Under the title “Coastal cities of the Mediterranean: port governance strategies and interaction with cities” a meeting of local authorities representing coastal cities took place in Tangier on October 5 and 6 to put on the table common themes as the impacts that port activities generate in cities that do not always have a voice towards port authorities. In this sense, MedCities is promoting a stable working group on coastal cities in which the members can raise concerns, share successful experiences of sustainability and at the same time cooperate with port institutions, research bodies and international institutions that provide support and financing for sustainable urban development.

The meeting brought together authorities from Dubrovnik, Izmir, Misrata, Saïda, Tangier, Tetouan, Tripoli (Lebanon), Tripoli (Libya). The port authority of Tangier Ville and international institutions such as the AIVP (International Association of City Ports), the Port City Futures of the LDE or the GIZ (German cooperation agency).

MedCities, organizer of the event, together with the Konrad Adenauer Foundation and the German cooperation agency (GIZ), understands that it is at the municipal level that the UN Sustainable Development Goals (SDGs) and the Agenda 2030 will be implemented with concrete actions. For this reason, it promotes the exchange of knowledge between local authorities in the Mediterranean region.

The Director of MedCities, Mr. Oriol Barba highlighted: “In the Mediterranean, cooperation schemes are becoming increasingly bilateral, losing the regional or local focus. “That is why it is so important to work with organizations that follow a regional approach such as the KAS and also the GIZ, which share this approach from the beginning”.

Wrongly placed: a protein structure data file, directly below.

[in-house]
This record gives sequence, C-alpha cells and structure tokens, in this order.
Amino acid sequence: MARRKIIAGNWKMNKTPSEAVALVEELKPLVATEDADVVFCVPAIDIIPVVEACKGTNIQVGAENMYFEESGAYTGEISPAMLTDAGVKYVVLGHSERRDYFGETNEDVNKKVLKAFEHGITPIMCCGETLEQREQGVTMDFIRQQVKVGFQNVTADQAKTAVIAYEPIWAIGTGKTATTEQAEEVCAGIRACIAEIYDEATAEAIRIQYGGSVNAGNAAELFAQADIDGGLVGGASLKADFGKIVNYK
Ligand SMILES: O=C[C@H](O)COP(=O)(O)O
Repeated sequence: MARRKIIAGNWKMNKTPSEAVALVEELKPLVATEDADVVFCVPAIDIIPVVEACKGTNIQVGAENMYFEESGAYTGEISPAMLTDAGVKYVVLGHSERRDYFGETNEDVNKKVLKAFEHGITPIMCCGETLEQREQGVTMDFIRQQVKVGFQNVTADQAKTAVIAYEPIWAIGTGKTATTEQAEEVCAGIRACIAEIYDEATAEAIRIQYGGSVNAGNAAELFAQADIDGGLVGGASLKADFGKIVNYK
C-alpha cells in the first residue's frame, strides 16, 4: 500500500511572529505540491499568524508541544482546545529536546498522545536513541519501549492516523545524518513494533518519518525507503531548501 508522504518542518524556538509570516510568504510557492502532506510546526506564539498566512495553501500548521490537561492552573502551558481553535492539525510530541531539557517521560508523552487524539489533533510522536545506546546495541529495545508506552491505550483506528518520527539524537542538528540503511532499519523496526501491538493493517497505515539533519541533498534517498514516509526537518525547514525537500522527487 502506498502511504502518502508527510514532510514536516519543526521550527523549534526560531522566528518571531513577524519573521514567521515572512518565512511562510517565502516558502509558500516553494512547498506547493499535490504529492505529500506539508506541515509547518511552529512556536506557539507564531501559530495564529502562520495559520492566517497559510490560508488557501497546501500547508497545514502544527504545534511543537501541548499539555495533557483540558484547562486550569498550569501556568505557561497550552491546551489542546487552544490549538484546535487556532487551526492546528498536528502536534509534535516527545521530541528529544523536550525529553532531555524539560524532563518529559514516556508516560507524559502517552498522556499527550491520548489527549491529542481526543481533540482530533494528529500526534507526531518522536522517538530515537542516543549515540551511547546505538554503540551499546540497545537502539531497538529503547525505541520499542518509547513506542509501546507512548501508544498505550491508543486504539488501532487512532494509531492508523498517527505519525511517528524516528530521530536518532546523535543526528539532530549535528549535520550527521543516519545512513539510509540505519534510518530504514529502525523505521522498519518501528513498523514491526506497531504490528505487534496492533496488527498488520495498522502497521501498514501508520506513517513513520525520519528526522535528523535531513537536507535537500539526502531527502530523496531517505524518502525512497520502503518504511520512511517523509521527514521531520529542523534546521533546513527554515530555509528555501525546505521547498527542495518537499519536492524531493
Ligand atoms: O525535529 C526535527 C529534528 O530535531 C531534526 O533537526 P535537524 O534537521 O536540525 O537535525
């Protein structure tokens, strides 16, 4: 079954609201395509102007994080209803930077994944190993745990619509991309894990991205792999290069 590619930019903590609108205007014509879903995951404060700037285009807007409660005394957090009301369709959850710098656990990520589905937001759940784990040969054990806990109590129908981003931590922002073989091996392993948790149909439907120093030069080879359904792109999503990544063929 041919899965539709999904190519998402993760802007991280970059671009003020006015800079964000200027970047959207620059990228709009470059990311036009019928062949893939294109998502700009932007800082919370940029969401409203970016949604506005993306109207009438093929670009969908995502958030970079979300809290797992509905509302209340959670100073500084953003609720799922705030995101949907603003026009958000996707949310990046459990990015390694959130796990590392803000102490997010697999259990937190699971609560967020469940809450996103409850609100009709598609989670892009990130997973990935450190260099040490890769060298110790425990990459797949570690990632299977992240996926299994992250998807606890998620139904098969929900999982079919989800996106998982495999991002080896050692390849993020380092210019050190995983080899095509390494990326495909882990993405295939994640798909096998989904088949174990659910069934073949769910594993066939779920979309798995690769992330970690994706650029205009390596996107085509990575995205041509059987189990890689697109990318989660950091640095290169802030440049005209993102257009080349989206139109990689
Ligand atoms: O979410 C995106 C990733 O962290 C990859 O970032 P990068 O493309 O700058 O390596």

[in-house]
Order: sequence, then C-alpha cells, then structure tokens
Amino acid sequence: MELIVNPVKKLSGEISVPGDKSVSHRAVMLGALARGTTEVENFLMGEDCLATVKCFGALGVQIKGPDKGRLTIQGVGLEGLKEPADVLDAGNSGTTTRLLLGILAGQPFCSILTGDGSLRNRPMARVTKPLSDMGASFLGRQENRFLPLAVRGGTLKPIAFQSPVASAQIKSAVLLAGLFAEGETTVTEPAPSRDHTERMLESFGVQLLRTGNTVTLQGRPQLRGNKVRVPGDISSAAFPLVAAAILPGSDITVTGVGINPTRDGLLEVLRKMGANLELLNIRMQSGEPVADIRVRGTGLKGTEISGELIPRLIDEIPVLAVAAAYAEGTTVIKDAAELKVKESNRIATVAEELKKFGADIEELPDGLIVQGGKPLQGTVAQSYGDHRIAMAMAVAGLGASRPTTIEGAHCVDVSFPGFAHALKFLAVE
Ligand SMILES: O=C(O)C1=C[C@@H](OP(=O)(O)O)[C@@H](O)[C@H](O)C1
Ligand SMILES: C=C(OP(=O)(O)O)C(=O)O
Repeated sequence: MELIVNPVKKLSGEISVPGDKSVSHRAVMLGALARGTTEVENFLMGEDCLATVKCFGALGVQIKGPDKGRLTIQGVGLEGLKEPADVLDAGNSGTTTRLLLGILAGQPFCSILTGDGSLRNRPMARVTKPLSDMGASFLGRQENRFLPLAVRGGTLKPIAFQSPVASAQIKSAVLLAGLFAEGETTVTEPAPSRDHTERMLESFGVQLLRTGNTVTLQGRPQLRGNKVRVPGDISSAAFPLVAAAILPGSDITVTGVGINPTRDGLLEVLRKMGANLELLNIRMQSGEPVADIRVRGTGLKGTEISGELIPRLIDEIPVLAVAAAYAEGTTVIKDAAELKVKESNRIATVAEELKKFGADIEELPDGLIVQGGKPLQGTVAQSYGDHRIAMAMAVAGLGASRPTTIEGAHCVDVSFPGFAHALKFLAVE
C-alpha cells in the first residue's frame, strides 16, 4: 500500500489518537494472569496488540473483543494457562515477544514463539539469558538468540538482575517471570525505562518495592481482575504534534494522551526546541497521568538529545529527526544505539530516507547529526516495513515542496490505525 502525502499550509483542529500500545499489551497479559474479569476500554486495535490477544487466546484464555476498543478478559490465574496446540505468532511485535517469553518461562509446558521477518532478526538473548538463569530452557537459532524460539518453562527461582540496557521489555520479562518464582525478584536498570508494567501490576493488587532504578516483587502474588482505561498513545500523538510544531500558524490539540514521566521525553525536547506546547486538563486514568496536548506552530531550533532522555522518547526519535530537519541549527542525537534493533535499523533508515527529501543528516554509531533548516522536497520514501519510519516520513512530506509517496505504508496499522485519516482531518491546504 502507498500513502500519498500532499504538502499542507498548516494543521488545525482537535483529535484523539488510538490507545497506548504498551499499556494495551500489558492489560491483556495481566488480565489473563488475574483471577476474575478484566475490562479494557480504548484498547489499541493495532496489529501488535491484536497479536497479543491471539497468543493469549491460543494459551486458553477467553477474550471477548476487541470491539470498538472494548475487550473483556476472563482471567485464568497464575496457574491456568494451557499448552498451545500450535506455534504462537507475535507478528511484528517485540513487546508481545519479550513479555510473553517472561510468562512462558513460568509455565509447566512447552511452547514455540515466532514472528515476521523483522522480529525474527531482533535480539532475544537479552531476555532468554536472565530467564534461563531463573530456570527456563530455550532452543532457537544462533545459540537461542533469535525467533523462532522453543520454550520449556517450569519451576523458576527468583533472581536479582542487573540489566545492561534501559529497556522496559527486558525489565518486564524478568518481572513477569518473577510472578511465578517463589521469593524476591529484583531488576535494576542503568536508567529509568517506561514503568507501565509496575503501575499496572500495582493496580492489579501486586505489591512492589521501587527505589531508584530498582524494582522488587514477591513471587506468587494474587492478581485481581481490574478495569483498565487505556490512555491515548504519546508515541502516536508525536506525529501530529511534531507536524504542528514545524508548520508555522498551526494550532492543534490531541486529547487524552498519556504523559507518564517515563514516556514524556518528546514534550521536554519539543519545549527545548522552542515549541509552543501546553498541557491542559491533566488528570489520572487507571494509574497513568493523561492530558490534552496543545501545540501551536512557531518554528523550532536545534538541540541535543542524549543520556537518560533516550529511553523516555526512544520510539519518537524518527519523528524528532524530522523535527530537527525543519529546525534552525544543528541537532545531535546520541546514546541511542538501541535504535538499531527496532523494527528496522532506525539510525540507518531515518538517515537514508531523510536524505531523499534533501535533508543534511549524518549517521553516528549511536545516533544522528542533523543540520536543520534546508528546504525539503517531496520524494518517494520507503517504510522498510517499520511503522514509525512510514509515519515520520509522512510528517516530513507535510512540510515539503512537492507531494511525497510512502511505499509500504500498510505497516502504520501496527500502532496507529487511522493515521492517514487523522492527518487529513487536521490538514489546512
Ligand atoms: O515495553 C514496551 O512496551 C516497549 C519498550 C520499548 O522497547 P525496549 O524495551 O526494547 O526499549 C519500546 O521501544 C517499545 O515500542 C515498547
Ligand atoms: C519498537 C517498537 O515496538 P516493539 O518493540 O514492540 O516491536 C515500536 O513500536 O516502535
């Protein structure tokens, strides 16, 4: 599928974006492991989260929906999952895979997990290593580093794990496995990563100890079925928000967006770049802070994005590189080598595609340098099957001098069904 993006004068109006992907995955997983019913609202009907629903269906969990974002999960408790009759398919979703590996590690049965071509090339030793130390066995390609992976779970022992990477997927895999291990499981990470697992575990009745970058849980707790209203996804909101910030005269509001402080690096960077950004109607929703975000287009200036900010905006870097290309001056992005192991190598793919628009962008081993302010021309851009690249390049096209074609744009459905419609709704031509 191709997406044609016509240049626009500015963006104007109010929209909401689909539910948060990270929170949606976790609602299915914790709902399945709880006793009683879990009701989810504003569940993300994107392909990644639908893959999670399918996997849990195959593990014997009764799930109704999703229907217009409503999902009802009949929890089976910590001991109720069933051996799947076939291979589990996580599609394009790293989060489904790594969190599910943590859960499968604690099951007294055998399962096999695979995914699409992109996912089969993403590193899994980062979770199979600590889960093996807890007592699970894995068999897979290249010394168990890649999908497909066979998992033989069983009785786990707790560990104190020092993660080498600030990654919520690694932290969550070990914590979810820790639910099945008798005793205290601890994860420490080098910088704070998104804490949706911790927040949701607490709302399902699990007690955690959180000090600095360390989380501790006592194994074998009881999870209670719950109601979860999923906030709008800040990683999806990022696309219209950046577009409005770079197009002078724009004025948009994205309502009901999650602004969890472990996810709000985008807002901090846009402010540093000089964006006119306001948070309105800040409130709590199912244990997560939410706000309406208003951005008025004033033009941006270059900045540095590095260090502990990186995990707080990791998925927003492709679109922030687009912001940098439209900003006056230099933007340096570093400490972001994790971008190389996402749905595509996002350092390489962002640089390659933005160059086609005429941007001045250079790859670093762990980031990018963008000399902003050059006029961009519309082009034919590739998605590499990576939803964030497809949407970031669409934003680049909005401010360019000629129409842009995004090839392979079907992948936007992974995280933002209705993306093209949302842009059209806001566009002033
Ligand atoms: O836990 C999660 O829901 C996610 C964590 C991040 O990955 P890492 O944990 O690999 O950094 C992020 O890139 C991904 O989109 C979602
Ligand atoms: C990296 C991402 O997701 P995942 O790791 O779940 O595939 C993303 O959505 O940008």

Barba also stressed the importance of the relationship between ports and cities in the Mediterranean and higher entities: “Decisions on the development of ports, especially large commercial ports, are taken far from local authorities, who have little or no weight in governance structures, but then they are the ones who must deal with externalities (positive and negative). There is a general imbalance between the impacts and the capacity of municipalities to intervene.”

Nevertheless, local authorities have demonstrated their lobbying power in very important decisions, especially through cooperation.

The meeting served to debate effective and transferable governance models between port authorities and local authorities that support the commitment to address key sustainability challenges in the Mediterranean (mobility, pollution, environment, heritage and socio-cultural effects).

As expressed by Mr. Mohamed Ouanaya, Treasurer of AIVP , President and General Director of the Promotion Society for the Reconversion of the Port Zone of Tangier (SAPT) and the Management Company of the Port of City of Tangier (SGPTV SA) : “The city-port relationship involves tensions, but it is important to develop cities while preserving their heritage. The AIVP is fully committed to sustainable development. Port cities are at the forefront of the implementation of the United Nations Sustainable Development Goals (SDGs), an approach included in the 2030 Agenda developed by AIVP that includes 10 objectives that indicate the main challenges for sustainable port cities and 46 action measures connected to the 17 SDGs.”

These objectives refer to adaptation to climate change, the renewal of governance, the improvement of the port-city interface and the protection of biodiversity.

Mr. Mustafa Zien, head of International Cooperation of the Tangier City Council (member of MedCities) highlighted the importance of multi-level agreements so that there is good communication between the different actors involved in the economic and social activity derived from ports and their impacts: “The city of Tangier is very attractive for tourism for many reasons. The port of Tangier MED is one of the most important in North Africa. In the local port, the key is the relationship of the port and the city. The port itself becomes a tourist destination, open to all. “The municipality of Tangier has taken into account this historical tourist value in its strategic plan.”